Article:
TERTIS, Lionel (1876-1975)
Plaque erected in 2015 by English Heritage at 42 Marryat Road, Wimbledon, London SW19 5BD, London Borough of Merton
Music and Dance
LIONEL TERTIS, 1876-1975, Viola soloist, lived in a flat here, 1961-1975
Tertis (1876-1975) singlehandedly transformed the status of the viola as a musical instrument, rescuing it from its hitherto lowly reputation as the Cinderella of the orchestra, an instrument of refuge for "down and out" violinists. Tertis made it his mission to change this state of affairs. During his lifetime, composers as eminent as Ralph Vaughan Williams and Gustav Holst wrote pieces especially for the performer.
Born in Hartlepool to Polish-Jewish immigrants, Tertis grew up in Spitalfields in the east end of London, "a place," he remembered "of such intensity and squalor that I wonder that I have lived to tell the tale." He left home at 13 and after a period as an itinerant pianist, he went to study at the Royal Academy of Music in 1895. It was there that Tertis took up the viola to help make up a string quartet. Tertis later wrote that, even on an old cut-down instrument, "I loved the timbre, I loved the quality from the moment I studied it, and from that time I worked at it myself, for the simple reason that there were no pedagogues for the viola."
By 1900, at the age of 26, the Royal Academy had appointed him to the newly created post of Professor of Viola. He played in chamber ensembles with many distinguished musicians, including the pianist Artur Rubenstein, who called Tertis "the greatest glory in England in the way of instrument or players." Beauty of tone and expressive intensity were Tertis's hallmarks: the word "passionate" often used to describe his playing.
Tertis's profile became increasingly international, and he commissioned a number of high profile composers to write new music for the viola including Ralph Vaughan Williams (Flos Campi, 1925) and Gustav Holst. Tertis initially rejected William Walton's Viola Concerto (1930) as too modernist, but came to hold it in high regard. To further augment the viola's hitherto limited repertoire, Tertis was also an indefatigable arranger of pieces written for other instruments, including Elgar's Cello Concerto, Mozart's Clarinet Concerto and Delius's Violin Sonata No. 2.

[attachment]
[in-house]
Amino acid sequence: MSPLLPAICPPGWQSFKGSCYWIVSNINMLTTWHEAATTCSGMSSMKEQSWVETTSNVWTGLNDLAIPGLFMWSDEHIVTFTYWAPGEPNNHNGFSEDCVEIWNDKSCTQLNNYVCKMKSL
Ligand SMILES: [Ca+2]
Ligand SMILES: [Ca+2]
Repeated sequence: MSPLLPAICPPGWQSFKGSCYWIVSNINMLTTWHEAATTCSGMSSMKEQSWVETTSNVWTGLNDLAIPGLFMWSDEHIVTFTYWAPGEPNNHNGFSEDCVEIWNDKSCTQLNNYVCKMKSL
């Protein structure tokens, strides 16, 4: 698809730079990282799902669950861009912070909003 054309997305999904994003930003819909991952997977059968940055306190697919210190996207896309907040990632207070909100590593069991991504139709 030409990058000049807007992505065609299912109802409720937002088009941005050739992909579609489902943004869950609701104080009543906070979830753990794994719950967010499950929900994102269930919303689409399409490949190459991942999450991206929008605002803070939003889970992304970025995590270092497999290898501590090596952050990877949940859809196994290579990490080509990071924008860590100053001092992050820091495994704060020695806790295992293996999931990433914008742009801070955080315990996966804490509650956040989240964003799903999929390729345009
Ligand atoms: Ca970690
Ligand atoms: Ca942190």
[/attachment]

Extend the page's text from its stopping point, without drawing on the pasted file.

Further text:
In 1924, while in Paris, Tertis bought an uncommonly large Montagnana viola. Once refurbished, this became his instrument of choice, boasting a rich tone and volume, and was used on his many subsequent recordings for Columbia records.
Rheumatism caused Tertis increasing pain and he retired from performance in February 1937. Seeking other means to promote the viola, he began work on developing a new-specification instrument. The key feature of the 'Tertis model' was its size - it was 16 ¾ inches long, "the maximum length for playing under the chin", as Tertis explained - which meant for improved C-string sonority, or resonance on the lowest string. The design was widely adopted: over 600 Tertis models had been made in seventeen countries by the mid-1960s.
42 Marryat Road
In 1961, Tertis and his second wife, the cellist Lillian Warmington, moved to Wimbledon and a ground floor flat in a large detached red-brick house at 42 Marryat Road. This was Tertis's retirement home, but for a man in his eighties and nineties he remained remarkably active. He continued to promote the 'Tertis model', and gave his last public performance in spring of 1964, at a meeting of the London Philharmonic Society club.
Afterwards he continued to attend concerts, especially those by his friend Artur Rubinstein; Rubinstein's gift of a new hi-fi was delivered by Harrods to the Marryat Road flat in 1970, and greatly appreciated. Tertis died at the flat in early 1975. An obituary in The Times described his life's work as "the complete emancipation of the viola from its very humdrum occupation to the full rank of a solo instrument."
“One of the Greatest Instrumentalists of His Age”
Margaret Lyons, Chairman of the Tertis Foundation and the current owner of Flat 1, 42 Marryat Road said:
"Lillian Tertis, Lionel Tertis's widow, was absolutely determined that everything that could be done to preserve his memory and remember his heritage, was done, including setting up the Tertis Foundation in 2003. Sadly she died in 2009, so she did not know that we had gained an English Heritage Blue Plaque in his memory, but it is a wonderful recognition of his life and work and we are all completely thrilled to see the Plaque commemorating all that he did for the hitherto neglected instrument - the viola."
John Gilhooly OBE, Director of Wigmore Hall and Chairman of the Royal Philharmonic Society said:
"Tertis's legacy is profound and far outreaches the confines of viola playing, as it set a precedent for many other instruments and solo performers. It is a great honour to unveil this plaque in memory of an extraordinary man who stands in the company of Ysaÿe, Kreisler, Casals, Thibaud and Rubinstein as one of the greatest instrumentalists of his age."